Tomato is one of the most important vegetables grown in Kenya. It plays a critical role in income generation and creation of employment for both rural and urban populations, in addition to meeting food nutritional requirements. Tomato is a nutritious vegetable that provides good quantities of vitamins A and C. Tomatoes are used in many cooking recipes or as a fresh item in combination with salads. Tomatoes are grown for the domestic market under both rain-fed and irrigated conditions. Due to the high demand for tomato, farmers have extensively adopted high yielding varieties and modern technologies like greenhouse production to ensure year round increased production. Commercial farming of this important crop is however under immense threat from pests and disease, mainly Fusarium wilt, Nematode complex and the Tuta absoluta (tomato leafminer). Some farmers have reported yield losses of up-to 80-100 % per growing season.
Tuta absoluta commonly known as the tomato leaf-miner, is a very harmful leaf mining moth with a strong preference for tomatoes. Measuring a mere 7mm, this invasive pest is considered a serious threat to tomato production worldwide. It also occurs on eggplants, sweet peppers as well as potatoes and various other cultivated plants. Tuta absoluta can cause 50-100% yield reduction on tomato crops and its presence may also limit the export of the product to several destinations. Prevention and proper management of the pest is crucial. Chemical control often fails due to the resistance of the pest against many pesticides, but also because a big part of its development takes place inside the plant or the soil, out of reach of pesticides.
Fusarium wilt is one of the major diseases of tomato in Kenya. Fusarium wilt in tomatoes is caused by a fungus which is soil borne and can survive indefinitely without any host. Most occurrences are associated with infected tomato debris left in the soil. An infected tomato will begin yellowing on the bottom leaves. The yellowing will begin on one side of the leaf, shoot, or branch and then slowly spread out and up the vine. The vines will brown along the veins and eventually wilt permanently, resulting in a stunted plant. If the plant does not die, it will be weak and produce low quality tomatoes. Fusarium wilt can survive for years in the soil and is spread by water, insects and garden equipment. It develops during hot weather and is most destructive when soil temperatures approach 27˚C. Dry weather and low soil moisture encourage this plant disease. In spite of the high tomato losses associated with Fusarium wilt its control is limited to use of fungicides which are unaffordable by the many poor resource Kenyan farmers. There is therefore need to seek alternative control measures that can be attractive to a poor resource farmer.
In Kenya root-knot nematodes are widely spread in all tomato growing areas and hence are a major concern to both smallholder farmers and commercial producers. Losses in yields range from 28% to 68%.The small-scale farmers fail to recognize nematodes because they are found in the soil and their above ground symptoms can be mistaken for nutrient deficiencies and climatic changes especially drought. Root knot nematodes survive by feeding directly off nutrients pumped through tomato roots. They form galls that can reach up to an inch wide where they hide and reproduce, causing a number of symptoms on the plant. Yellowing plants, stunted growth and general decline are early symptoms of the disease. Their microscopic size make it difficult to identify them and farmers are required to dig up the crop to check on the presence of root-knots which is not a common practice. Prevention against nematodes is difficult because nematodes cannot be eradicated completely from the field.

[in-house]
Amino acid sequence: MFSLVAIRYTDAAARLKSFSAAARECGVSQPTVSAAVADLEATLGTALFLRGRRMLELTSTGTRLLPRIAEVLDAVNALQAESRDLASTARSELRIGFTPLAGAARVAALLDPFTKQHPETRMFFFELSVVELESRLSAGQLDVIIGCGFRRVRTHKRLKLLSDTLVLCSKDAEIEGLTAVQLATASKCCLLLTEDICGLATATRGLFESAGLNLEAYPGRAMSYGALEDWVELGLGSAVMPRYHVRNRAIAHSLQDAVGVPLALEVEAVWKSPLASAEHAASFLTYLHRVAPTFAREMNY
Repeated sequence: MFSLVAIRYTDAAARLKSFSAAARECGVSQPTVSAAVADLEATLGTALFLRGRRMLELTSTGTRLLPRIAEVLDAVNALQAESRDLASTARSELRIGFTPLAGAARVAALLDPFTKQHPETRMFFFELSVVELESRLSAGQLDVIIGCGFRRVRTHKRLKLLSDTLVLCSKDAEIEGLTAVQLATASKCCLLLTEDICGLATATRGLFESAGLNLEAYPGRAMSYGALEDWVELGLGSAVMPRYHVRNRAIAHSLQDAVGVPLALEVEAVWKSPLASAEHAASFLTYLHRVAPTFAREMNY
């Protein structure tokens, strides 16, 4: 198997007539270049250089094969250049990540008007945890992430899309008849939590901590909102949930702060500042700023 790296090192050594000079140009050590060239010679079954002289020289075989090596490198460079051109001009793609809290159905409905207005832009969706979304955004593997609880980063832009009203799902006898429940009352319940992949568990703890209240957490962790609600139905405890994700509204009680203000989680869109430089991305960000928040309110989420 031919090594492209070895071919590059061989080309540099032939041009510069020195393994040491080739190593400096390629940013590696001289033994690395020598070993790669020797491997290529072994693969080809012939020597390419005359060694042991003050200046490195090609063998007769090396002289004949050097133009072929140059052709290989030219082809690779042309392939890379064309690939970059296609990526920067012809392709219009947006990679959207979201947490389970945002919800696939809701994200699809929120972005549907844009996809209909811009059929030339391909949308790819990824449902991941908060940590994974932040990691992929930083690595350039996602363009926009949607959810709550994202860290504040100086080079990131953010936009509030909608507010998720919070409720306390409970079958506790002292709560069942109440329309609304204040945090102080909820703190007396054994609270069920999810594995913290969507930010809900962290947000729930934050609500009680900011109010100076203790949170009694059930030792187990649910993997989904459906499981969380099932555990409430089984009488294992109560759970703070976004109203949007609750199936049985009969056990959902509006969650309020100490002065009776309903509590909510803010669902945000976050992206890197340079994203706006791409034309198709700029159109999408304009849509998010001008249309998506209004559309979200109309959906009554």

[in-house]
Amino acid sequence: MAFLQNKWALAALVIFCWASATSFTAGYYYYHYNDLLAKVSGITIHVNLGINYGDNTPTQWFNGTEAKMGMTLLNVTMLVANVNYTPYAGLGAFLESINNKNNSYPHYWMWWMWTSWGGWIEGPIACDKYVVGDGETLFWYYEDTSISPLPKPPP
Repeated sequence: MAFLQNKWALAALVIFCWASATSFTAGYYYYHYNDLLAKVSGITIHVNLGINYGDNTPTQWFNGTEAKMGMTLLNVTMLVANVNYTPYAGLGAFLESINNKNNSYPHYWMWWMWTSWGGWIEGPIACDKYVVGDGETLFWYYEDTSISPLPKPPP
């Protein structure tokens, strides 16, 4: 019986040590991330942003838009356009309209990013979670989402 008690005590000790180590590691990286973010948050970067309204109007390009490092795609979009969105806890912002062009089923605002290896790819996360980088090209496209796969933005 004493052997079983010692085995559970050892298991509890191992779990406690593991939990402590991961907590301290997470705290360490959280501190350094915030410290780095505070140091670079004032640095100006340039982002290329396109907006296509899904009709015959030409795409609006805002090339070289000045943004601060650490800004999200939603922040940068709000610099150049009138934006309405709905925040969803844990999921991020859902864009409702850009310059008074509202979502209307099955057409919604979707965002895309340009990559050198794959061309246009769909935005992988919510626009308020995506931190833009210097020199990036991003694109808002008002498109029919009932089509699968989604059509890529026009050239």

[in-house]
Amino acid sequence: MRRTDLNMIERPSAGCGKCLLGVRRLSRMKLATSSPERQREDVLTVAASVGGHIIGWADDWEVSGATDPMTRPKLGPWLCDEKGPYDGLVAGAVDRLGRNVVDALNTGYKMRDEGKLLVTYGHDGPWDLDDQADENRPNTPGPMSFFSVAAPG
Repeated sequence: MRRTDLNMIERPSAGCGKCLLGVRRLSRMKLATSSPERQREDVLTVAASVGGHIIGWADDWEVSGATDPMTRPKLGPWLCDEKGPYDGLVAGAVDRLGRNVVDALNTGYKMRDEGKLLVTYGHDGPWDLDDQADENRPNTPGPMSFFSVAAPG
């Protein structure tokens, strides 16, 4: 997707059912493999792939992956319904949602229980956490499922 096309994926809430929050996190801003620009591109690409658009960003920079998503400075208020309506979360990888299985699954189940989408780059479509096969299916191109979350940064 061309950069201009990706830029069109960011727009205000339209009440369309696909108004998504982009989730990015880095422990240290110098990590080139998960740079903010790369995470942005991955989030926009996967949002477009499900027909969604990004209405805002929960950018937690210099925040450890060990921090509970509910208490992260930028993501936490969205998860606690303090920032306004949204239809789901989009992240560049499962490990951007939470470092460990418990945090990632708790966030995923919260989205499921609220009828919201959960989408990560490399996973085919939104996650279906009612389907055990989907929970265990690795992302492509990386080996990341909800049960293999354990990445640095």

‘‘As new trends emerge, Kenyan farmers in the future will have to innovate continuously in order to remain competitive; the farmers will need to respond to the permanent pressure on margins, professionalism, increase demand and face growers in abroad countries with excellent farming techniques (Koppert).’’
It is against this backdrop that Dr. George M. Kariuki, a senior lecturer in the Department of Agriculture Science and Technology, Kenyatta University partnered with Koppert Biological Systems Kenya and Koppert BV Netherlands in a project to tackle the two greatest threats to tomato farming - Tuta absoluta and Fusarium wilt-Nematode complex. The project titled Development, Validation and Dissemination of Integrated Pest Management Packages for Tomato Leafminer (Tuta absoluta) and Fusarium Wilt-root Knot Nematode Complex affecting Tomato Production in Kenya, aims to improve tomato production in the peri-urban tropics through development, validation and dissemination of IPM strategies that are effective, sustainable and adoptable to combat these menaces for tomato within smallholder farms in Kenya. The project seeks to enhance and facilitate knowledge exchange and dissemination whilst building the capacity of farmers, agricultural extension officers and other stakeholders. The projects expected outputs are to publish catalogues and papers on diversity and identity of Tuta absoluta and Fusarium wilt-Nematode complex, develop sustainable management of Tuta absoluta and Fusarium wilt-Nematode complex within smallholder farms, increase capacity and knowledge for agricultural practitioners in integrated pest management which will improve the overall production of tomatoes in Kenya.
Dr. George M. Kariuki
Department of Agricultural Science and Technology Kenyatta University
Project financed by: Food & Business Applied Research Fund (ARF), Netherlands Organisation for Scientific Research (NWO)
Project title: Development, Validation and Dissemination of Integrated Pest Management Packages for Tomato Leafminer (Tuta absoluta) and Fusarium Wilt-root Knot Nematode Complex affecting Tomato Production in Kenya